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SNMP::Info::PowerEthernet(3) User Contributed Perl Documentation SNMP::Info::PowerEthernet(3)

SNMP::Info::PowerEthernet - SNMP Interface to data stored in POWER-ETHERNET-MIB.

Bill Fenner

 # Let SNMP::Info determine the correct subclass for you. 
 my $poe = new SNMP::Info(
                          AutoSpecify => 1,
                          Debug       => 1,
                          DestHost    => 'myswitch',
                          Community   => 'public',
                          Version     => 2
    or die "Can't connect to DestHost.\n";
 my $class      = $poe->class();
 print "SNMP::Info determined this device to fall under subclass : $class\n";

POWER-ETHERNET-MIB is used to describe PoE (IEEE 802.3af)
Create or use a device subclass that inherit this class. Do not use directly.
For debugging purposes you can call this class directly as you would SNMP::Info
 my $poe = new SNMP::Info::PowerEthernet (...);




These are methods that return tables of information in the form of a reference to a hash.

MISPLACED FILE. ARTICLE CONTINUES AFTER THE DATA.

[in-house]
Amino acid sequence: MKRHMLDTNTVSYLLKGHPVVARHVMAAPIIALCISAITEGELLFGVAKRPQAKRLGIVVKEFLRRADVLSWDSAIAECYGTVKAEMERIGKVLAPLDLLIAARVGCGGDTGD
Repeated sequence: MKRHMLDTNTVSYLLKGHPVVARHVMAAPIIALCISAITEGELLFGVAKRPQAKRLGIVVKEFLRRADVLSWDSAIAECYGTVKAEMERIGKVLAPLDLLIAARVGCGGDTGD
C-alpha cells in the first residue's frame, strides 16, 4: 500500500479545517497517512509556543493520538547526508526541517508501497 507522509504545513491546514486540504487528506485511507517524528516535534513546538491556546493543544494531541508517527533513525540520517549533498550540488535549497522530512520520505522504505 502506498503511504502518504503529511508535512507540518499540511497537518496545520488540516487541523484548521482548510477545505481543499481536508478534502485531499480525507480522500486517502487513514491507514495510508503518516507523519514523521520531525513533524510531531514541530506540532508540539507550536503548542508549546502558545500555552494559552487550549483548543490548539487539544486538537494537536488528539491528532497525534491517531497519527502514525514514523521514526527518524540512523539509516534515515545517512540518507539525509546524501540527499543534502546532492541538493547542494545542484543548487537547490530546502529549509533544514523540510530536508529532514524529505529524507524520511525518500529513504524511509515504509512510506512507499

Selected values from the "pethPsePortTable"
Administrative status: is this port permitted to deliver power?
Current status: is this port delivering power, searching, disabled, etc?
Device class: if status is delivering power, this represents the 802.3af class of the device being powered.
A mapping function from the "pethPsePortTable" INDEX of module.port to an "ifIndex". The default mapping ignores the module (returning undef if there are any module values greater than 1) and returns the port number, assuming that there is a 1:1 mapping.
This mapping is more or less left up to the device vendor to implement; the MIB gives only very weak guidance. A given device class may implement its own version of this function (e.g., see Info::CiscoPower).
The power, in milliwatts, that has been committed to this port. This value is derived from the 802.3af class of the device being powered, but may be overridden by a subclass that has information from another source (e.g., if a different protocol, such as CDP, was used to negotiate the power level.)

The power supply's capacity, in watts.
The power supply's operational status.
How much power, in watts, this power supply has been committed to deliver. (Note: certain devices seem to supply this value in milliwatts, so be cautious interpreting it.)
The threshold (in percent) of consumption required to raise an alarm.
2019-01-02 perl v5.28.1

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